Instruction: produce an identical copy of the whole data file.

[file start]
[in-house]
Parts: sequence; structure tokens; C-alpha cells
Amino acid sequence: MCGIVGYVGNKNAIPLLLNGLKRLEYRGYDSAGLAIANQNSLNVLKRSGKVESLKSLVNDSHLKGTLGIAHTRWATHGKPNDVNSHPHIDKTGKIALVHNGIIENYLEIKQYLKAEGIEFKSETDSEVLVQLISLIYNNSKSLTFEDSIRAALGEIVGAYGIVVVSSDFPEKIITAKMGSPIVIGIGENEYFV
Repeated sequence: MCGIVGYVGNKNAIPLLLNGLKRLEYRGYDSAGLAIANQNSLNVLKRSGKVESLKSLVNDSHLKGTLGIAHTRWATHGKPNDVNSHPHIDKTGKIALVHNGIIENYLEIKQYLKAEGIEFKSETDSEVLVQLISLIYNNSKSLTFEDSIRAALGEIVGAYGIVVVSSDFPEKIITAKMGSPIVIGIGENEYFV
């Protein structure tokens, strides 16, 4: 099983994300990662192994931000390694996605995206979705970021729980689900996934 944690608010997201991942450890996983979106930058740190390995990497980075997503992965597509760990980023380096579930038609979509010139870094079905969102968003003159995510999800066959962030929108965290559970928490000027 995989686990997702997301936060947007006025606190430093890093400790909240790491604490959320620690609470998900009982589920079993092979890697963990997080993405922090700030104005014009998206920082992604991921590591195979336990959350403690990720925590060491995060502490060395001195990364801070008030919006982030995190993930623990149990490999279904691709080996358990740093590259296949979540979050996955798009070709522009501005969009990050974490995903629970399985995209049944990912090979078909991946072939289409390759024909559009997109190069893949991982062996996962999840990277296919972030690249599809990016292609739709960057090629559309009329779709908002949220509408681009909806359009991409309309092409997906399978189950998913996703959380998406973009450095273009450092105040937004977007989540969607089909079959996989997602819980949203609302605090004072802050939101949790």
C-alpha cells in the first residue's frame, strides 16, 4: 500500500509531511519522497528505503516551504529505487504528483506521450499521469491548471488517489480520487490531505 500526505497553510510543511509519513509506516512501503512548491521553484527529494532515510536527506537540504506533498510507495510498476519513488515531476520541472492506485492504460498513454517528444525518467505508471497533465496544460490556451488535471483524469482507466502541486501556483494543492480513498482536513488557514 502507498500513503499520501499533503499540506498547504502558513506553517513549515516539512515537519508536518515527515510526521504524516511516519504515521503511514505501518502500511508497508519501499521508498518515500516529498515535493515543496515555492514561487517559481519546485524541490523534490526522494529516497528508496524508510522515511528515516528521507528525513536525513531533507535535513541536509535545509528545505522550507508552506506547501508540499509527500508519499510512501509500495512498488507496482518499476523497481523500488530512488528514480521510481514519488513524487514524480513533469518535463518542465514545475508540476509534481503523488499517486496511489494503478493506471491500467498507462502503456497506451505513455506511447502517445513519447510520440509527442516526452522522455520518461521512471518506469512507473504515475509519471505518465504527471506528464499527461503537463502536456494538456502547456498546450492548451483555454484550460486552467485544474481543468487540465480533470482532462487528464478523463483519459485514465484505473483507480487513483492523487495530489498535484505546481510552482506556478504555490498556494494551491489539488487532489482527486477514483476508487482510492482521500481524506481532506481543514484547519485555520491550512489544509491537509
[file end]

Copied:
[in-house]
Parts: sequence; structure tokens; C-alpha cells
Amino acid sequence: MCGIVGYVGNKNAIPLLLNGLKRLEYRGYDSAGLAIANQNSLNVLKRSGKVESLKSLVNDSHLKGTLGIAHTRWATHGKPNDVNSHPHIDKTGKIALVHNGIIENYLEIKQYLKAEGIEFKSETDSEVLVQLISLIYNNSKSLTFEDSIRAALGEIVGAYGIVVVSSDFPEKIITAKMGSPIVIGIGENEYFV
Repeated sequence: MCGIVGYVGNKNAIPLLLNGLKRLEYRGYDSAGLAIANQNSLNVLKRSGKVESLKSLVNDSHLKGTLGIAHTRWATHGKPNDVNSHPHIDKTGKIALVHNGIIENYLEIKQYLKAEGIEFKSETDSEVLVQLISLIYNNSKSLTFEDSIRAALGEIVGAYGIVVVSSDFPEKIITAKMGSPIVIGIGENEYFV
């Protein structure tokens, strides 16, 4: 099983994300990662192994931000390694996605995206979705970021729980689900996934 944690608010997201991942450890996983979106930058740190390995990497980075997503992965597509760990980023380096579930038609979509010139870094079905969102968003003159995510999800066959962030929108965290559970928490000027 995989686990997702997301936060947007006025606190430093890093400790909240790491604490959320620690609470998900009982589920079993092979890697963990997080993405922090700030104005014009998206920082992604991921590591195979336990959350403690990720925590060491995060502490060395001195990364801070008030919006982030995190993930623990149990490999279904691709080996358990740093590259296949979540979050996955798009070709522009501005969009990050974490995903629970399985995209049944990912090979078909991946072939289409390759024909559009997109190069893949991982062996996962999840990277296919972030690249599809990016292609739709960057090629559309009329779709908002949220509408681009909806359009991409309309092409997906399978189950998913996703959380998406973009450095273009450092105040937004977007989540969607089909079959996989997602819980949203609302605090004072802050939101949790």
C-alpha cells in the first residue's frame, strides 16, 4: 500500500509531511519522497528505503516551504529505487504528483506521450499521469491548471488517489480520487490531505 500526505497553510510543511509519513509506516512501503512548491521553484527529494532515510536527506537540504506533498510507495510498476519513488515531476520541472492506485492504460498513454517528444525518467505508471497533465496544460490556451488535471483524469482507466502541486501556483494543492480513498482536513488557514 502507498500513503499520501499533503499540506498547504502558513506553517513549515516539512515537519508536518515527515510526521504524516511516519504515521503511514505501518502500511508497508519501499521508498518515500516529498515535493515543496515555492514561487517559481519546485524541490523534490526522494529516497528508496524508510522515511528515516528521507528525513536525513531533507535535513541536509535545509528545505522550507508552506506547501508540499509527500508519499510512501509500495512498488507496482518499476523497481523500488530512488528514480521510481514519488513524487514524480513533469518535463518542465514545475508540476509534481503523488499517486496511489494503478493506471491500467498507462502503456497506451505513455506511447502517445513519447510520440509527442516526452522522455520518461521512471518506469512507473504515475509519471505518465504527471506528464499527461503537463502536456494538456502547456498546450492548451483555454484550460486552467485544474481543468487540465480533470482532462487528464478523463483519459485514465484505473483507480487513483492523487495530489498535484505546481510552482506556478504555490498556494494551491489539488487532489482527486477514483476508487482510492482521500481524506481532506481543514484547519485555520491550512489544509491537509